While the annual deficit has recently trended downward, a look at the 2014 budget makes it difficult to sustain the claim that the deficit problem has been solved.

The Daily Treasury Statement for September 30, 2014 provides us with details about the FY 2014 budget. The largest line item in Treasury Deposits is the Public Debt Cash Issues of $7,519.5 billion. This is the total amount of gross government borrowing for 2014. The government tends to issue short-term debt that quickly rolls over in order to save on interest payments. The federal government borrowed this $7.5 trillion in 2014 to pay bonds as they came due, to pay for the interest on those bonds, and to pay for the remaining budget deficit. While the debt increased only $800 billion, the federal government needs to find lenders that are willing to loan it at least $7.5 trillion annually. That number will jump as the debt increases in the future.

Low Interest Rates — Or Else

In order to take advantage of low interest rates, the feds are rolling over more than half of their debt annually. The problem with that strategy is that interest rates may not remain this low for long. On the spending side of the Treasury statement we see that 2014 interest payments totaled $223.3 billion. Over the last several years, as the debt has increased, interest payments have remained relatively stable. Since September 2001, the debt held by the public has increased 283 percent, yet interest payments on that debt have only increased 37 percent. That’s because interest rates have collapsed as the debt has increased.

If interest rates return to a more historically normal average, interest payments will explode. The average interest rate on the debt for September 2014 was 2 percent. Even without an increase in the debt, if the average interest rate on the debt returns to its pre-recession September 2007 level, the annual debt payment would be over $500 billion. Given the monetary policies of the past several years, interest rates could easily increase to their September 2000 averages. If that happens, the interest on the current amount of debt would be more than $700 billion.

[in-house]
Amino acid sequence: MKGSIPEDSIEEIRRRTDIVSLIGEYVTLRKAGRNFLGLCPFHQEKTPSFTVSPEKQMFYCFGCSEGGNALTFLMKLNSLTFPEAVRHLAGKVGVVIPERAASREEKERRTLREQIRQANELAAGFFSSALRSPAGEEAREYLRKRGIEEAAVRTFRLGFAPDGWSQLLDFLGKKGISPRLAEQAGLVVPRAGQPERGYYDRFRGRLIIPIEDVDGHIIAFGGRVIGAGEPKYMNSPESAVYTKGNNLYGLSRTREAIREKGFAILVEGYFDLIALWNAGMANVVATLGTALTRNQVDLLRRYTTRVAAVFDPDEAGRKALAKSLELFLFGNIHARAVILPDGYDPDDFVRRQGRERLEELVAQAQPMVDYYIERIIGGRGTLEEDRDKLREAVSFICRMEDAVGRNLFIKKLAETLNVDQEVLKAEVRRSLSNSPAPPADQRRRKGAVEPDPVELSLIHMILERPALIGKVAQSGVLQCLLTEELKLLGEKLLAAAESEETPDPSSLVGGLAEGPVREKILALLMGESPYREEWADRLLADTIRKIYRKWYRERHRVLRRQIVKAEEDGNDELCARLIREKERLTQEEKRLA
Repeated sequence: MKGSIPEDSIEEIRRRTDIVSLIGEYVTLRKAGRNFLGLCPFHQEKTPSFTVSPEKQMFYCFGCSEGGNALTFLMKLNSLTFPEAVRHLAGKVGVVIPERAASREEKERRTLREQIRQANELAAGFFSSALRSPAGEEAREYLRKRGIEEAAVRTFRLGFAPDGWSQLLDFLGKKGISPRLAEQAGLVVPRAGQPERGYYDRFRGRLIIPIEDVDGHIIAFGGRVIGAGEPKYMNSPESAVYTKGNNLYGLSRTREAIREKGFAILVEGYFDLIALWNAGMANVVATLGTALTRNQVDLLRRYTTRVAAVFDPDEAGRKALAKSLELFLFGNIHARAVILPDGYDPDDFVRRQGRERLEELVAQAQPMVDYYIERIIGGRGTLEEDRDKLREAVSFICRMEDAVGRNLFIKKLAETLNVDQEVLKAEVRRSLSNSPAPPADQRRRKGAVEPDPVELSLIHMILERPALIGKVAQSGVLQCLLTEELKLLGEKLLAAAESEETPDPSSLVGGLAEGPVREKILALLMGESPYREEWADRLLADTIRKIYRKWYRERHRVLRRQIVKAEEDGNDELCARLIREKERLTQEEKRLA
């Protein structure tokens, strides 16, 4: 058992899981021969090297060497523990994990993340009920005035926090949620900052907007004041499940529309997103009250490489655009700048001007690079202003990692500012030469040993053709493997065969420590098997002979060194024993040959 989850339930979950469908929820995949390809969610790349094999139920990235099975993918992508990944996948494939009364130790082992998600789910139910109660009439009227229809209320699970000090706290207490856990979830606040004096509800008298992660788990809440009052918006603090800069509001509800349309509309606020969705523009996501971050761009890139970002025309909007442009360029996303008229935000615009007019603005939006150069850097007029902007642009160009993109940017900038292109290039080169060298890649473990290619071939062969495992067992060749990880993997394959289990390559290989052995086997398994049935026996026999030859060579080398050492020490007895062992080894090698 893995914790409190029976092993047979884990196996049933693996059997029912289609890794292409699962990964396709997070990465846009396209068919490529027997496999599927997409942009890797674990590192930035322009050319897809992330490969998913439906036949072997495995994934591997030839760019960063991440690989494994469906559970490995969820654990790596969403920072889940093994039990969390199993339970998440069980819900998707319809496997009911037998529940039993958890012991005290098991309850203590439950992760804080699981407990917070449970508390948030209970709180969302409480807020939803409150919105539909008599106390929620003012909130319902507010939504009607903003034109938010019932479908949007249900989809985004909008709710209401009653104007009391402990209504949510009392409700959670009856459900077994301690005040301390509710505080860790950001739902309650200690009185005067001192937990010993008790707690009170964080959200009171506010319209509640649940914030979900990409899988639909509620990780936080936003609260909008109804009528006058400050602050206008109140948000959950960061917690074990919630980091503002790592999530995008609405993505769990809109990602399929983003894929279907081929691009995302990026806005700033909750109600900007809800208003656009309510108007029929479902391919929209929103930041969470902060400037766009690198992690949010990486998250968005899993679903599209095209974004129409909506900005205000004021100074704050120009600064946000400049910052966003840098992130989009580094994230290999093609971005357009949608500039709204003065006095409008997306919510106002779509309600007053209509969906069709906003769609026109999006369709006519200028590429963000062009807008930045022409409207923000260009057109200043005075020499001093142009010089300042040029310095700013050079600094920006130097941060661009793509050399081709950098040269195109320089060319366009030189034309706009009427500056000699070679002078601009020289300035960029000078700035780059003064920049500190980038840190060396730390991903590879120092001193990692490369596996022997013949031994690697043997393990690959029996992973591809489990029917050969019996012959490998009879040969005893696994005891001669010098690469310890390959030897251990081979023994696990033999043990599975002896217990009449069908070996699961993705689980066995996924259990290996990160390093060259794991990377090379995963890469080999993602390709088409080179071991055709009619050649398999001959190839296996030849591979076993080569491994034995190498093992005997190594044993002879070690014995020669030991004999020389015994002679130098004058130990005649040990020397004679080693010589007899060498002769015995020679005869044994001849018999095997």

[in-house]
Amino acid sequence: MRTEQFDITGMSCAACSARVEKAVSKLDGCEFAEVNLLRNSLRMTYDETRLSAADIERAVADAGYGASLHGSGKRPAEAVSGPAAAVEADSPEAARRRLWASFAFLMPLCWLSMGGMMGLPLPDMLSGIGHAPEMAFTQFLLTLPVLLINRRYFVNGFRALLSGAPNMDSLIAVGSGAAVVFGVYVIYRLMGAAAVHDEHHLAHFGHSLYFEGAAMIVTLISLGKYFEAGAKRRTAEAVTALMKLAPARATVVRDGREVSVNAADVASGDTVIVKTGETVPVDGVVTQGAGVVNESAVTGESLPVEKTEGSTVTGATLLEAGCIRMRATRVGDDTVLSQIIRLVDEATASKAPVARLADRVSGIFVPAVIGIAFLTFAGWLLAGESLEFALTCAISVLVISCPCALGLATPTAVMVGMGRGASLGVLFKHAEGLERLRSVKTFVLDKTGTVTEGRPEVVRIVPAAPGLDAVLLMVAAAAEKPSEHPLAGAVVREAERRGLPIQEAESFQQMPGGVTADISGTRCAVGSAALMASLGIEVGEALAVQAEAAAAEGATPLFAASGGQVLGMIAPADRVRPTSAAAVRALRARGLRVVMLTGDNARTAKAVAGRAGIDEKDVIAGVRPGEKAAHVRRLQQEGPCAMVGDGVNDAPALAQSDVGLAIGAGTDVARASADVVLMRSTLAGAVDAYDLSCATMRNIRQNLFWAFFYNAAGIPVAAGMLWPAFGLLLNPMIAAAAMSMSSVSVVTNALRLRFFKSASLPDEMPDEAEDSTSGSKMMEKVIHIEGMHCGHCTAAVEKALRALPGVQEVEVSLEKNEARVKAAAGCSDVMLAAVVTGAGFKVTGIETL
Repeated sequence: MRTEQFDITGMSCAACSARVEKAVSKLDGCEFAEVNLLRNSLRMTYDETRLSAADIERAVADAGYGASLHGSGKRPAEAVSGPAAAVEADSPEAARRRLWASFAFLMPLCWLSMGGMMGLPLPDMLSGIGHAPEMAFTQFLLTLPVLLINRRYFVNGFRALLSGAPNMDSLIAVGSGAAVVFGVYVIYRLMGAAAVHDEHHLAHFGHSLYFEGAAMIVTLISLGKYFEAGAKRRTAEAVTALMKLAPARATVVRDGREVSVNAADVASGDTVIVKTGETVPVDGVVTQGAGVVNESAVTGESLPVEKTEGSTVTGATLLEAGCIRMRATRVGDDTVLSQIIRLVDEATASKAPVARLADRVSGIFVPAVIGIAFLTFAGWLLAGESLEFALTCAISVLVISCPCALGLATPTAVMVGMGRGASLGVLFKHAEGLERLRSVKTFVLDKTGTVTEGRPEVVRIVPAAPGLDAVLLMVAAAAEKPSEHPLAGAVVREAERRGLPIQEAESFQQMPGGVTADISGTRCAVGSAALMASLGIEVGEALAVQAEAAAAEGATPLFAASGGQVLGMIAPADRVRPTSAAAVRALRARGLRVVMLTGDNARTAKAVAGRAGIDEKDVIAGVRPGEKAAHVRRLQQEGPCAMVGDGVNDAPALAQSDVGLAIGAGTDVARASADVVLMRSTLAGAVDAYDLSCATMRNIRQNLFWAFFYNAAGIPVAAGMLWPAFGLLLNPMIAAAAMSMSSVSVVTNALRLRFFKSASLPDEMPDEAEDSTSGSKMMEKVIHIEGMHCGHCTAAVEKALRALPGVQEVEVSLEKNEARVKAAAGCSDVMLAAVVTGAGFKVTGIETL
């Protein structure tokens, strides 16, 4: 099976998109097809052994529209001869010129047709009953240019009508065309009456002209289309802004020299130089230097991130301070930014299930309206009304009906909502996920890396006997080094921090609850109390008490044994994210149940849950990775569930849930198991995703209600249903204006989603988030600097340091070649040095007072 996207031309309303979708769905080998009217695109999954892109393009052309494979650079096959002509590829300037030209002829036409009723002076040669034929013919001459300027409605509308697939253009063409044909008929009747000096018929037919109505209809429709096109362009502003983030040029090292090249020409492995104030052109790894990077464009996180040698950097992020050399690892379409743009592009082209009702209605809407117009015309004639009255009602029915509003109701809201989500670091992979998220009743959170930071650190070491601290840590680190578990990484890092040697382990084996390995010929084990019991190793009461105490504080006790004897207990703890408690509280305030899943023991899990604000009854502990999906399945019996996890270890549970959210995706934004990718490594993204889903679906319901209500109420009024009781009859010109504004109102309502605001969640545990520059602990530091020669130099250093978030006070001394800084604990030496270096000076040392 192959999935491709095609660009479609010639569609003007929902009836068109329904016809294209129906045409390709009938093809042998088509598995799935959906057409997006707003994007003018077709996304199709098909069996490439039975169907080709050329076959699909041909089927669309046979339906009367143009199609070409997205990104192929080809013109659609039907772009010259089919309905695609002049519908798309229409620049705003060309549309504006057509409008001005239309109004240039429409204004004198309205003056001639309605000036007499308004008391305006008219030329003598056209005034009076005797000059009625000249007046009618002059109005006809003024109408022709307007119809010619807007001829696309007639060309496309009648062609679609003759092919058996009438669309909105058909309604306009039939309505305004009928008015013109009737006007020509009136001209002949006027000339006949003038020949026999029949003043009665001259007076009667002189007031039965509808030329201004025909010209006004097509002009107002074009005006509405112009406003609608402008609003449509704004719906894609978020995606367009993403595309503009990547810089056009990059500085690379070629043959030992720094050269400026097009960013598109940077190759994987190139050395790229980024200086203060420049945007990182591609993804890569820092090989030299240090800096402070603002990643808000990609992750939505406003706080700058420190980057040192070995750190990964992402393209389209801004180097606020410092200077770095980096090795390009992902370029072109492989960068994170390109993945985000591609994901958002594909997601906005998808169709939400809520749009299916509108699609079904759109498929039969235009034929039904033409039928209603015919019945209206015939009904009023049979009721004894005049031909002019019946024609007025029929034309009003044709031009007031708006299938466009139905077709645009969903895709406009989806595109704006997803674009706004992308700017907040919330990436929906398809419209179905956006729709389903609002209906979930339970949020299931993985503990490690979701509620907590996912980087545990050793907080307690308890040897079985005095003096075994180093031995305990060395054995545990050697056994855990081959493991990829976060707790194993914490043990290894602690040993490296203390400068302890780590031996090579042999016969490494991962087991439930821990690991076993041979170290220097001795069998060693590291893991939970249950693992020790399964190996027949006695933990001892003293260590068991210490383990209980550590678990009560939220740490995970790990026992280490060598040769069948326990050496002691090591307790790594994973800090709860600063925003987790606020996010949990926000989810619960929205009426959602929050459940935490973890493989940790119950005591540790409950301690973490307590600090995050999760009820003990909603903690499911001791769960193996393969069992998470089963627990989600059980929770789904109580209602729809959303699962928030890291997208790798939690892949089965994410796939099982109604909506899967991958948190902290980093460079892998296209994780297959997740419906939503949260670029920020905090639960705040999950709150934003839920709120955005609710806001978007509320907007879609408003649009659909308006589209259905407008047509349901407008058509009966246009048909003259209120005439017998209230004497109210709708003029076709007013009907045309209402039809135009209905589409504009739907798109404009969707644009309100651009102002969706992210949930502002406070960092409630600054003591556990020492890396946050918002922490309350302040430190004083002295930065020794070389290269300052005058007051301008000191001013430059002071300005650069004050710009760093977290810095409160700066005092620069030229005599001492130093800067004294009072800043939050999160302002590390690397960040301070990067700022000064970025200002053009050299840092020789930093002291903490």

Given the projected increases in the debt, it wouldn’t be surprising to see annual interest payments more than quadruple in the next several years. David Walker, the former head of the Government Accountability Office, concludes that by 2022 “interest payments will become the single largest expenditure” in the government’s budget.4

Entitlements Aren’t Going Away

Entitlements are the other major budget issue. For 2014, Social Security Benefits outlays were $905.8 billion. Medicare and Medicaid spending added up to $900.4 billion ($295.7 billion for Medicaid and $604.7 billion for Medicare). Payments for these entitlements are projected to dramatically increase in the coming years as the number of recipients for these programs increase due to the aging US population. A large part of the growth in the fiscal gap is due to the large projected deficits from these programs.

As seen in the table above, the budget deficit trended downward since peaking in 2009, although it slightly increased in 2014. While budget projections tell us this downward trend may continue for the next few years, the deficit problem has not been eliminated.

Interest payments and entitlement payments will soon skyrocket. The next recession will bring about more stimulus packages. Politicians